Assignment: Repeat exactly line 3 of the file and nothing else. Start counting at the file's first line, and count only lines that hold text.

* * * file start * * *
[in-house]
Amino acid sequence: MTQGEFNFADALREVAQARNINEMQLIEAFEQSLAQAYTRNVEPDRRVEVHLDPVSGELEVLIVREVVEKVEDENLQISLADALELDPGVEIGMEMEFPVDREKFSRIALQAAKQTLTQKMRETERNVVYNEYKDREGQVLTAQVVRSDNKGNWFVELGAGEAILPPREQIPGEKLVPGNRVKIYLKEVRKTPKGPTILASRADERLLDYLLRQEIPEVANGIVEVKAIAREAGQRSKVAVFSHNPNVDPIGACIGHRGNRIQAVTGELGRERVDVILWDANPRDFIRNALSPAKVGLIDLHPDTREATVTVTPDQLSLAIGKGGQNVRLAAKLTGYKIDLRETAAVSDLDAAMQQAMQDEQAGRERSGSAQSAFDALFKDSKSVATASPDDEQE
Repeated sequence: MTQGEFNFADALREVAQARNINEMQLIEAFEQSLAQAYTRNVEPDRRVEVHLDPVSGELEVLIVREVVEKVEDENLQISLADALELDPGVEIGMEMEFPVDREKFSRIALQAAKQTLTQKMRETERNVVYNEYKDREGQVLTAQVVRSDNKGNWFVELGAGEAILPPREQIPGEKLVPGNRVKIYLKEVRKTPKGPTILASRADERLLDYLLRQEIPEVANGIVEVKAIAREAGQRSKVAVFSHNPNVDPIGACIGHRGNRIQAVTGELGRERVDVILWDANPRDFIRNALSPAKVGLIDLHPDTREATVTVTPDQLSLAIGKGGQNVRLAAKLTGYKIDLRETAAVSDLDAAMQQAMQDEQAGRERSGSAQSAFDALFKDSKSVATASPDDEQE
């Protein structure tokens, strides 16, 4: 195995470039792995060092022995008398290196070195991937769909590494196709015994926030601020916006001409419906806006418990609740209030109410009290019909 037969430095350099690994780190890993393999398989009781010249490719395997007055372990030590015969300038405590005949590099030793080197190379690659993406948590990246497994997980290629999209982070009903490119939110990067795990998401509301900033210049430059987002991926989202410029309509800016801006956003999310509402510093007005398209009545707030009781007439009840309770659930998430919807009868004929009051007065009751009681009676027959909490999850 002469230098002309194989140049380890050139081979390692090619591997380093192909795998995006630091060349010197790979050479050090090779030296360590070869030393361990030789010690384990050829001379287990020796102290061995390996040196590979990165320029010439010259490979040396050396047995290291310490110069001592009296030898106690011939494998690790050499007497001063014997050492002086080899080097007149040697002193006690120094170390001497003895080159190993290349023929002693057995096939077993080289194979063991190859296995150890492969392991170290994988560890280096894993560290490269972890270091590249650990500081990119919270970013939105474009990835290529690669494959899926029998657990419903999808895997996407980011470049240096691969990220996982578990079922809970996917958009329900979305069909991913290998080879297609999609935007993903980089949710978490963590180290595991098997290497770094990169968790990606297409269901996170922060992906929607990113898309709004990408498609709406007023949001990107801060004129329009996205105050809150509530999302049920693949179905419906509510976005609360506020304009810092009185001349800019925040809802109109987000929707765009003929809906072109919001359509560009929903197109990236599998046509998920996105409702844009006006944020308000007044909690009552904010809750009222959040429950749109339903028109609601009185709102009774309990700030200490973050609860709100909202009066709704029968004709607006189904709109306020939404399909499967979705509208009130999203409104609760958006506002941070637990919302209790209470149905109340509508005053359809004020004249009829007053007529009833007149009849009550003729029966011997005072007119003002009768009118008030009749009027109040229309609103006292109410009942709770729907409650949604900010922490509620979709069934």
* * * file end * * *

Repeated sequence: MTQGEFNFADALREVAQARNINEMQLIEAFEQSLAQAYTRNVEPDRRVEVHLDPVSGELEVLIVREVVEKVEDENLQISLADALELDPGVEIGMEMEFPVDREKFSRIALQAAKQTLTQKMRETERNVVYNEYKDREGQVLTAQVVRSDNKGNWFVELGAGEAILPPREQIPGEKLVPGNRVKIYLKEVRKTPKGPTILASRADERLLDYLLRQEIPEVANGIVEVKAIAREAGQRSKVAVFSHNPNVDPIGACIGHRGNRIQAVTGELGRERVDVILWDANPRDFIRNALSPAKVGLIDLHPDTREATVTVTPDQLSLAIGKGGQNVRLAAKLTGYKIDLRETAAVSDLDAAMQQAMQDEQAGRERSGSAQSAFDALFKDSKSVATASPDDEQE